While Jewish holidays are known for their food (except Yom Kippur, of course), most of these foods are not known for being particularly healthy. Chanukah is no exception. Forget matzah or apples, those are healthy in comparison–pull out your deep fryer, because Chanukah is a celebration of oil.
Soufganiyot (that’s Hebrew for doughnut): Did you know that Homer Simpson’s favorite treat is a traditional Chanukah delight in Israel? Deep fried dough, most often filled with a pinch of jelly, is how Israelis celebrate the tiny cruse of oil found by the Maccabees. This tradition probably developed from the custom among some Sephardi Jews to celebrate Chanukah with bimuelos, which are best defined as a type of fritter.
According to Jewishrecipes.org, the Greek Sephardi community eat loukoumades, a popular, deep-fried Greek pastry comparable to a doughnut, coated with honey and cinnamon. “Romaniotes, the Jewish community in Byzantine Greece, called this pastry ‘Zvingous/Zvingoi.’… Today both Greek Jewish communities, Romaniotes and Sephardi–who immigrated to Greece five centuries ago–make these Chanukah treats.”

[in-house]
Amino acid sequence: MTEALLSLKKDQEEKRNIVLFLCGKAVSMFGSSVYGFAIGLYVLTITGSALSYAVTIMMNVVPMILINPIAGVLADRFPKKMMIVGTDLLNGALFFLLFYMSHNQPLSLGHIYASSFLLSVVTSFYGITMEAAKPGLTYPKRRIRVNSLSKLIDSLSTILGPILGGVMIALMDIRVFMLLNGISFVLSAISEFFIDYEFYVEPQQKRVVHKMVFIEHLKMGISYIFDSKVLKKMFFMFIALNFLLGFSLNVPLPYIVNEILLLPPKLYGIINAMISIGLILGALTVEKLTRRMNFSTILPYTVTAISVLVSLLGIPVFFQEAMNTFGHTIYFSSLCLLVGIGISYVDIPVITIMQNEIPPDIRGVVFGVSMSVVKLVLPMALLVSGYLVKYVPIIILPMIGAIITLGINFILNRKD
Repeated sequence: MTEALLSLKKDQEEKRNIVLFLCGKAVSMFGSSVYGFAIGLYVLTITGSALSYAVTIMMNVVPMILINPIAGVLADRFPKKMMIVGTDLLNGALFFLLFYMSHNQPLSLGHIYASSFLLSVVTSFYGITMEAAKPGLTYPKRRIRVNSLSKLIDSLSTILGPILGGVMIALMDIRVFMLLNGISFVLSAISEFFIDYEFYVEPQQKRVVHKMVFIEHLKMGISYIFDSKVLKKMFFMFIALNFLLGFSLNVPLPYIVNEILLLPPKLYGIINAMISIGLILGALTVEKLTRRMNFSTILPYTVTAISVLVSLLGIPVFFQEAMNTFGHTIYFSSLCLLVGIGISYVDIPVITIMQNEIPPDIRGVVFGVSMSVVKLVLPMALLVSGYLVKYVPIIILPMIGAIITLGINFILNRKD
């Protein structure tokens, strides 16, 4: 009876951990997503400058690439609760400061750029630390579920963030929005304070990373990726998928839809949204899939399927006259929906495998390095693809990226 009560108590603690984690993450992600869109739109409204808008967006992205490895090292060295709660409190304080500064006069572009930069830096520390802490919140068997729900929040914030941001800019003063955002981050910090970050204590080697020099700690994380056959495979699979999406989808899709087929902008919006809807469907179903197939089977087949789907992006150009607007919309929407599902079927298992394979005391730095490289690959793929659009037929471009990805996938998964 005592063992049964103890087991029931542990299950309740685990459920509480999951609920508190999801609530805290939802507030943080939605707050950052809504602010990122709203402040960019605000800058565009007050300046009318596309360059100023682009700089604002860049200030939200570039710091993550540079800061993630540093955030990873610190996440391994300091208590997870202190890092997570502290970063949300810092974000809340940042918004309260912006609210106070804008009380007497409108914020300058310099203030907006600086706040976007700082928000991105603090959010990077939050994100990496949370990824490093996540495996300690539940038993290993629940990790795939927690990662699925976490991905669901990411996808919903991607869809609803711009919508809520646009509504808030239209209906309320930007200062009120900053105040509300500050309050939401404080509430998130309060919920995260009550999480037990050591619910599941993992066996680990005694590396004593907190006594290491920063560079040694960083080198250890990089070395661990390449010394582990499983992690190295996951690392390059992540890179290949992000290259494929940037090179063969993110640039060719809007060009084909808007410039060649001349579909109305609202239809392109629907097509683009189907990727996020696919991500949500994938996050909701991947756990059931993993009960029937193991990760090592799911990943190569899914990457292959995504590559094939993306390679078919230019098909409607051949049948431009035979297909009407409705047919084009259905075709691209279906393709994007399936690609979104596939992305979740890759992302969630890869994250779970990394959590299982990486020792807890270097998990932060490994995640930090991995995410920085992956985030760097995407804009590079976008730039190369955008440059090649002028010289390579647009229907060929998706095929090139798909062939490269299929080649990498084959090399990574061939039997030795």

Latkes: (That’s Yiddish for pancake, in Hebrew they are called levivot):Read any children’s Chanukah book today and you’ll find descriptions of pancakes made of grated potato sizzling away in oil. But, potatoes were only introduced into European society in the 1500s (they originated in South America).
Prior to the introduction of the potato to the latke, Ashkenazi Jews celebrated Chanukah with cheese latkes. Same basic idea, yummy food fried into pancakes. Dairy, however, has its own special connection to Chanukah. Dairy foods were eaten as reminder of Judith(Yehudit), who, according to tradition, was a beautiful widow who beheaded an enemy general by plying him with cheese and wine until he fell asleep (read the complete story here).
Happy Chanukah. Now get out the griddle and enjoy!
This Treat was published on December 6, 2010.
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